Did you say yes to both questions? OK, read on before you go running to a bank or a private lender. Hamilton suggests obtaining working capital only if it increases profit. He gives a great example of a business replacing a truck. This lets you maintain your business and won't likely affect profit. Adding a truck, on the other hand, to service more customers is more likely to boost profit.

When people say they need capital to grow the business, many times they mean they need cash flow to stay in business.

Preparing for a Loan

Start gathering your financing information now rather than waiting until your business needs financing. You may need to do a few tasks to make your business more viable to a bank or private lender. And, these aren't quick ones.

Are your business accounting and personal financial records updated? Otherwise, how will you know your company's financial health and personal finance status?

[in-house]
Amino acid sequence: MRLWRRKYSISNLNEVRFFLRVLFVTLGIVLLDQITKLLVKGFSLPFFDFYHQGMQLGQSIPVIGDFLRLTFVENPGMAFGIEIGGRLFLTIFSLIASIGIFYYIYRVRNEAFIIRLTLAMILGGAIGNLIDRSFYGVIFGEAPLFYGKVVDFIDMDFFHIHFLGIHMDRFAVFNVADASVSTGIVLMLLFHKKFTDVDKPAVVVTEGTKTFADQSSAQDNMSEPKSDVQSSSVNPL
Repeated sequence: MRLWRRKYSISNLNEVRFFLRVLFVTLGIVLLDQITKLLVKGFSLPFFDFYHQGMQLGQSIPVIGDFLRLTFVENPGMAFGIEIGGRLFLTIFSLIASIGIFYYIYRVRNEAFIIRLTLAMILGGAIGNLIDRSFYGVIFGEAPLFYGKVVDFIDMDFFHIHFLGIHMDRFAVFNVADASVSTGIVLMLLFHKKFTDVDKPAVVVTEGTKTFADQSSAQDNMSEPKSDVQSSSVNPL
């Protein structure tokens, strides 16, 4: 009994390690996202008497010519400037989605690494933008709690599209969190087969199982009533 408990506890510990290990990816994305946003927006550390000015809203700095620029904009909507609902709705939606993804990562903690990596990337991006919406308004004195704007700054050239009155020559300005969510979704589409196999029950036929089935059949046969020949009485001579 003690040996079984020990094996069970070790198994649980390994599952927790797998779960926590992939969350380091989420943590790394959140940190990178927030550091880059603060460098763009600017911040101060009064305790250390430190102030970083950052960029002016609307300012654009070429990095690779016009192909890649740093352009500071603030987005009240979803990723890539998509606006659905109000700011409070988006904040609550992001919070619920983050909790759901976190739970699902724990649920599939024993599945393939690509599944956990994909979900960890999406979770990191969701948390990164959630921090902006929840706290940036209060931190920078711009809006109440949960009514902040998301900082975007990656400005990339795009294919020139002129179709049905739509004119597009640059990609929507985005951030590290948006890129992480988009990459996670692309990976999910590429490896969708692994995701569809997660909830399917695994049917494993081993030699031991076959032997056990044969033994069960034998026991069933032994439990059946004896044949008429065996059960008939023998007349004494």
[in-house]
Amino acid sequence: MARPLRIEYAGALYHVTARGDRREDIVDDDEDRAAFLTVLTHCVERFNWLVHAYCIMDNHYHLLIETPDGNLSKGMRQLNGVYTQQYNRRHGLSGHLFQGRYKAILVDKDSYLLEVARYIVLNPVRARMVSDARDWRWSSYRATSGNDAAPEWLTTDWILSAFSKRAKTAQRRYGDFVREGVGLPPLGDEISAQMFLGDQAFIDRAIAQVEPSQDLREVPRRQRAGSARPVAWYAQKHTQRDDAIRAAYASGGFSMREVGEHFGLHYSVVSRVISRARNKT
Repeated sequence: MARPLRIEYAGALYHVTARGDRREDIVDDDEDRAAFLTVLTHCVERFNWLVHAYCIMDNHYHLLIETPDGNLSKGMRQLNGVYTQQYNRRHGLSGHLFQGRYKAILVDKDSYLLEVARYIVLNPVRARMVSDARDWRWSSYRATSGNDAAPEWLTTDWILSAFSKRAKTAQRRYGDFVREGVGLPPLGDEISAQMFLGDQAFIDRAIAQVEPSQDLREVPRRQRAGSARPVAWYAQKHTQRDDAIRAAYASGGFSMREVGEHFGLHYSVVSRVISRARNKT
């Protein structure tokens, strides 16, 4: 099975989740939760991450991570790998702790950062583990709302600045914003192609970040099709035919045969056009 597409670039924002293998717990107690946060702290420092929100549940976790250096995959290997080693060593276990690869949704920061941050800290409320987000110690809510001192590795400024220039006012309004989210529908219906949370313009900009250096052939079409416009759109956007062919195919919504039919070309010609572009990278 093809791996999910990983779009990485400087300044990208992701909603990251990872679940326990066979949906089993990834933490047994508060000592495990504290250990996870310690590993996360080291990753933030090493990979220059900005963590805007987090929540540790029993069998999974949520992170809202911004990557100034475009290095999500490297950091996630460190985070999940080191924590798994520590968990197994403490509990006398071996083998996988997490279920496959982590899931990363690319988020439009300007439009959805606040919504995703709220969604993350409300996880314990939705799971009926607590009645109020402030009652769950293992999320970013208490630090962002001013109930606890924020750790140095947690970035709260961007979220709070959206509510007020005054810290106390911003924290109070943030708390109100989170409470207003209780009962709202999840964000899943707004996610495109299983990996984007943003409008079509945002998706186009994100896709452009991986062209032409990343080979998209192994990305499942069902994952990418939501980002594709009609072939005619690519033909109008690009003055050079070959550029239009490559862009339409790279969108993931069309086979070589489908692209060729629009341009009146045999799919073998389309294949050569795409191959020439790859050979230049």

Why personal account information? Banks often want to see a personal financial statement from a small business owner. Updated accounting records help you create an income statement -- also known as profit and loss (P&L) statement -- or create reports like a cash flow statement.

Check your credit report and your credit score for both business and personal accounts. (Check it at AnnualCreditReport.com -- the only authorized source for free annual credit reports. This report covers Experian, Equifax and TransUnion.)

When you receive your credit report, look for outdated or wrong information:

  • Accounts that aren't yours.
  • Closed accounts with a balance.
  • Wrong balance for an account.
  • Wrong dates for open credit accounts.
  • Wrong category for listed accounts.
  • Late payment that occurred over seven years ago.
  • Collection and charge-off activities that occurred over seven years ago.
  • Credit line limits that don't match your billing statement.

Correct any mistakes you find. Here's help from the FTC on how to dispute credit report errors.

If you don't have a business credit record, setting up a business entity and opening a checking account in the company's name is a good place to start. Besides, it's important to separate your business and personal bank accounts. SBA.gov provides steps for establishing business credit at www.sba.gov/content/managing-your-business-credit.

What other ways can you prepare for a loan? What other options do you have for getting working capital or financing?